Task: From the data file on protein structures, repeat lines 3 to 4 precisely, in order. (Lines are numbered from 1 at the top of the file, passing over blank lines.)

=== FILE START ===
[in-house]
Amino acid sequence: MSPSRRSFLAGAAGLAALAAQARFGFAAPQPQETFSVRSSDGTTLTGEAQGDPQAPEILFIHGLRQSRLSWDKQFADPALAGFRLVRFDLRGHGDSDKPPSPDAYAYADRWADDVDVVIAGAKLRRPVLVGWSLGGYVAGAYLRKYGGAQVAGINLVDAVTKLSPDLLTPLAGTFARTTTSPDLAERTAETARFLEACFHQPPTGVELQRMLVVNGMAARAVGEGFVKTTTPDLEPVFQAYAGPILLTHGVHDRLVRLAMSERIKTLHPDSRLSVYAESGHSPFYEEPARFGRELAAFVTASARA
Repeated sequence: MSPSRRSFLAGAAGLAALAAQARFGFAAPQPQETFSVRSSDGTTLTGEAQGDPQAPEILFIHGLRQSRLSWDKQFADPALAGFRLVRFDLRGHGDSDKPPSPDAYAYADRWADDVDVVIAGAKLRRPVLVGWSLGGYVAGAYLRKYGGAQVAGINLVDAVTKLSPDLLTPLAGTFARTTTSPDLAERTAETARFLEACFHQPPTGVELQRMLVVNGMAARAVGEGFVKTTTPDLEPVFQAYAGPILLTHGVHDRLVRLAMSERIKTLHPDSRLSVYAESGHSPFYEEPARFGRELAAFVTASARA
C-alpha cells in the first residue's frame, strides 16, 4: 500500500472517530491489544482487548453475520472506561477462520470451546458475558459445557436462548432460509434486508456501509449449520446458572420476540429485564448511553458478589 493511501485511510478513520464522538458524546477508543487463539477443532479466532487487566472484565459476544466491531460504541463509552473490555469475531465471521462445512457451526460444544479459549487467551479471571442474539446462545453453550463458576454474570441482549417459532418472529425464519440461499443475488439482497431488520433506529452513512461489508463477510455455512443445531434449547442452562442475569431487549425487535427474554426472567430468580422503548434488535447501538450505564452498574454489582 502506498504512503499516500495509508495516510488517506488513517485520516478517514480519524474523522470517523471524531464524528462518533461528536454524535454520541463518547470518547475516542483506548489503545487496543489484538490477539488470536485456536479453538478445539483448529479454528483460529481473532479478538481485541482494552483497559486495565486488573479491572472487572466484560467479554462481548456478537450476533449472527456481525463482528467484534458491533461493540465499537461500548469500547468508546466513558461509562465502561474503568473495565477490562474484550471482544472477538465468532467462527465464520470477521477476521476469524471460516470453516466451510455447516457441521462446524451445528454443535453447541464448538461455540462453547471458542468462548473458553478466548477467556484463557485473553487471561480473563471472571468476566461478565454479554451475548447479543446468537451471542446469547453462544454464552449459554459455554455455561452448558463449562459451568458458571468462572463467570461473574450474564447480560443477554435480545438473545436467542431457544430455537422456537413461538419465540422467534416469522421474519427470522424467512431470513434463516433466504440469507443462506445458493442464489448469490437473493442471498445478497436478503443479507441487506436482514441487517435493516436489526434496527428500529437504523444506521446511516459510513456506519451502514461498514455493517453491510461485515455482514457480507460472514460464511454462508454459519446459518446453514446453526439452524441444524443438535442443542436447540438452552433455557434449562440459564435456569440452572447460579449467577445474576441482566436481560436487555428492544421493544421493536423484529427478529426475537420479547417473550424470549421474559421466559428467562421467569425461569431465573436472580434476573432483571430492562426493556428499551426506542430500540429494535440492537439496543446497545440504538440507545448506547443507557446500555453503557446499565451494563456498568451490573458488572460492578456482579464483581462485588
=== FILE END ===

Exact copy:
Repeated sequence: MSPSRRSFLAGAAGLAALAAQARFGFAAPQPQETFSVRSSDGTTLTGEAQGDPQAPEILFIHGLRQSRLSWDKQFADPALAGFRLVRFDLRGHGDSDKPPSPDAYAYADRWADDVDVVIAGAKLRRPVLVGWSLGGYVAGAYLRKYGGAQVAGINLVDAVTKLSPDLLTPLAGTFARTTTSPDLAERTAETARFLEACFHQPPTGVELQRMLVVNGMAARAVGEGFVKTTTPDLEPVFQAYAGPILLTHGVHDRLVRLAMSERIKTLHPDSRLSVYAESGHSPFYEEPARFGRELAAFVTASARA
C-alpha cells in the first residue's frame, strides 16, 4: 500500500472517530491489544482487548453475520472506561477462520470451546458475558459445557436462548432460509434486508456501509449449520446458572420476540429485564448511553458478589 493511501485511510478513520464522538458524546477508543487463539477443532479466532487487566472484565459476544466491531460504541463509552473490555469475531465471521462445512457451526460444544479459549487467551479471571442474539446462545453453550463458576454474570441482549417459532418472529425464519440461499443475488439482497431488520433506529452513512461489508463477510455455512443445531434449547442452562442475569431487549425487535427474554426472567430468580422503548434488535447501538450505564452498574454489582 502506498504512503499516500495509508495516510488517506488513517485520516478517514480519524474523522470517523471524531464524528462518533461528536454524535454520541463518547470518547475516542483506548489503545487496543489484538490477539488470536485456536479453538478445539483448529479454528483460529481473532479478538481485541482494552483497559486495565486488573479491572472487572466484560467479554462481548456478537450476533449472527456481525463482528467484534458491533461493540465499537461500548469500547468508546466513558461509562465502561474503568473495565477490562474484550471482544472477538465468532467462527465464520470477521477476521476469524471460516470453516466451510455447516457441521462446524451445528454443535453447541464448538461455540462453547471458542468462548473458553478466548477467556484463557485473553487471561480473563471472571468476566461478565454479554451475548447479543446468537451471542446469547453462544454464552449459554459455554455455561452448558463449562459451568458458571468462572463467570461473574450474564447480560443477554435480545438473545436467542431457544430455537422456537413461538419465540422467534416469522421474519427470522424467512431470513434463516433466504440469507443462506445458493442464489448469490437473493442471498445478497436478503443479507441487506436482514441487517435493516436489526434496527428500529437504523444506521446511516459510513456506519451502514461498514455493517453491510461485515455482514457480507460472514460464511454462508454459519446459518446453514446453526439452524441444524443438535442443542436447540438452552433455557434449562440459564435456569440452572447460579449467577445474576441482566436481560436487555428492544421493544421493536423484529427478529426475537420479547417473550424470549421474559421466559428467562421467569425461569431465573436472580434476573432483571430492562426493556428499551426506542430500540429494535440492537439496543446497545440504538440507545448506547443507557446500555453503557446499565451494563456498568451490573458488572460492578456482579464483581462485588